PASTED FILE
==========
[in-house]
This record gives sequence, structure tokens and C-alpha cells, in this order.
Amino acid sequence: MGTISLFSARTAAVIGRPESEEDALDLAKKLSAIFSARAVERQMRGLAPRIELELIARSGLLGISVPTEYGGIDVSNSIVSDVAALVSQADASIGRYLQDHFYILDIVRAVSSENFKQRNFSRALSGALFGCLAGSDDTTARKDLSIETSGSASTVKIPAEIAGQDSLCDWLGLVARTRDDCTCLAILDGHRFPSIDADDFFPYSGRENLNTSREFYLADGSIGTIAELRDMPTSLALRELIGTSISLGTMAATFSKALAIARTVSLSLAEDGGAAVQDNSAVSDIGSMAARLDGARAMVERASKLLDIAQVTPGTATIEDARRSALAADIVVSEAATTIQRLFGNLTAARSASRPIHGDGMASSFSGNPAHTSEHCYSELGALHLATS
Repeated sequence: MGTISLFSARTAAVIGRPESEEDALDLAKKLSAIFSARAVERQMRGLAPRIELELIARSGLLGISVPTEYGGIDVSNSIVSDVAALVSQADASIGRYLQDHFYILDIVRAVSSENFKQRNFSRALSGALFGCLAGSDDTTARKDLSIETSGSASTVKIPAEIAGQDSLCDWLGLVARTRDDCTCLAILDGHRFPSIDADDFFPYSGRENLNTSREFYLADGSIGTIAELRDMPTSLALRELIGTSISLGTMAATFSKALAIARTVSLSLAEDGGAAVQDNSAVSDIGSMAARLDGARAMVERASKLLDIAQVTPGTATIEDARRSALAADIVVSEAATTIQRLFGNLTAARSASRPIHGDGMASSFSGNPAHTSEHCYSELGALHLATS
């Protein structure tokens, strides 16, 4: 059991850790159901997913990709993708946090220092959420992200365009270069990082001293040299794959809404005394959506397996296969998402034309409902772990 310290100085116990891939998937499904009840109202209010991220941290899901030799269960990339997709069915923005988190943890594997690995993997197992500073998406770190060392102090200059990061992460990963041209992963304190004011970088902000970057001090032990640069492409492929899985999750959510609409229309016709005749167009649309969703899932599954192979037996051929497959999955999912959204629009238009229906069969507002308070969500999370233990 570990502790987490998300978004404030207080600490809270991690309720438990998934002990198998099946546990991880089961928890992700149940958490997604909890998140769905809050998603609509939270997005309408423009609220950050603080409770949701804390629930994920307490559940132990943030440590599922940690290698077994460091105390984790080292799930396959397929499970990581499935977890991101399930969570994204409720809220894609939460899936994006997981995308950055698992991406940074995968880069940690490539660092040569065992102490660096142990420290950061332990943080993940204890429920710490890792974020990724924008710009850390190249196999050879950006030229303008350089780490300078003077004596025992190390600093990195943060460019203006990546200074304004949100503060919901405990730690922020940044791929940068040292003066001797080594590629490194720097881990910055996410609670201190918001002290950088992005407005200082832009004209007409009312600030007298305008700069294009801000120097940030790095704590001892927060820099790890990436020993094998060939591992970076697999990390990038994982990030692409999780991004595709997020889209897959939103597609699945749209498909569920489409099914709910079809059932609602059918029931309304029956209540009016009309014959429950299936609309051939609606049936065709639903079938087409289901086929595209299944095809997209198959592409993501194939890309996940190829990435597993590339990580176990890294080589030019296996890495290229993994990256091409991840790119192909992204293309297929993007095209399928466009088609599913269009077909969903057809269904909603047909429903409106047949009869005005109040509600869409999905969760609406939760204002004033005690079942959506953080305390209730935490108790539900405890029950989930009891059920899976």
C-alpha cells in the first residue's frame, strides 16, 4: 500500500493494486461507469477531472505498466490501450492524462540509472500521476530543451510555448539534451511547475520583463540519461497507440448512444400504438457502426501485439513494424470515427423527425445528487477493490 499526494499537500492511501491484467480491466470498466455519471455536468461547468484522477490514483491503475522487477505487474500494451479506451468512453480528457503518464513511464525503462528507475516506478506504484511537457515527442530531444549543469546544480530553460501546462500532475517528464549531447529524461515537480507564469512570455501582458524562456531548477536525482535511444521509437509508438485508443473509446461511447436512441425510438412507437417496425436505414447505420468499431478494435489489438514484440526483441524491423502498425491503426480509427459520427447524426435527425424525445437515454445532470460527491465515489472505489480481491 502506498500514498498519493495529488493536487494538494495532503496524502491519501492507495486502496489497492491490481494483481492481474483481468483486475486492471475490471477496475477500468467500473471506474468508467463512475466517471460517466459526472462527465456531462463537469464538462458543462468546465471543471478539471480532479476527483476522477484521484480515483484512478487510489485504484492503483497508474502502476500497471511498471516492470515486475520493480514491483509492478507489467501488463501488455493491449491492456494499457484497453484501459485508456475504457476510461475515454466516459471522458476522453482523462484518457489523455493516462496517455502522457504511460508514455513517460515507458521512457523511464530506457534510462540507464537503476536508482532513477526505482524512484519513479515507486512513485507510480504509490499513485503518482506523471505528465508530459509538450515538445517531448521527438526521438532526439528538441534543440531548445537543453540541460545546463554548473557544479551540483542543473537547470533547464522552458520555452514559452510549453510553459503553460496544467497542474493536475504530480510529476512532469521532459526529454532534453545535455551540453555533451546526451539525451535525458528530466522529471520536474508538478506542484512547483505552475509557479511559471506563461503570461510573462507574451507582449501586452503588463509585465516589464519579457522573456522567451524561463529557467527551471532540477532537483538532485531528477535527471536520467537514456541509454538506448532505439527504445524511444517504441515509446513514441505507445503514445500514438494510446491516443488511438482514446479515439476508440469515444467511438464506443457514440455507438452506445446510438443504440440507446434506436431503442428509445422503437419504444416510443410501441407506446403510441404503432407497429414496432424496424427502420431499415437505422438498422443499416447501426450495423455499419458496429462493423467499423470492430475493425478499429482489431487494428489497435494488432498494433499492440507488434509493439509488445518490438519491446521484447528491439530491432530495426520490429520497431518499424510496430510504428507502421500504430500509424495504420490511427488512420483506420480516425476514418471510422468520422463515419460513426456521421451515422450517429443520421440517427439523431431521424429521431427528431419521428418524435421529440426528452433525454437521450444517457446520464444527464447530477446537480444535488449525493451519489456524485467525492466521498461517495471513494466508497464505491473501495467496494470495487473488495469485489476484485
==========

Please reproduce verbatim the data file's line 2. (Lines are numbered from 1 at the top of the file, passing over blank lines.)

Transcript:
This record gives sequence, structure tokens and C-alpha cells, in this order.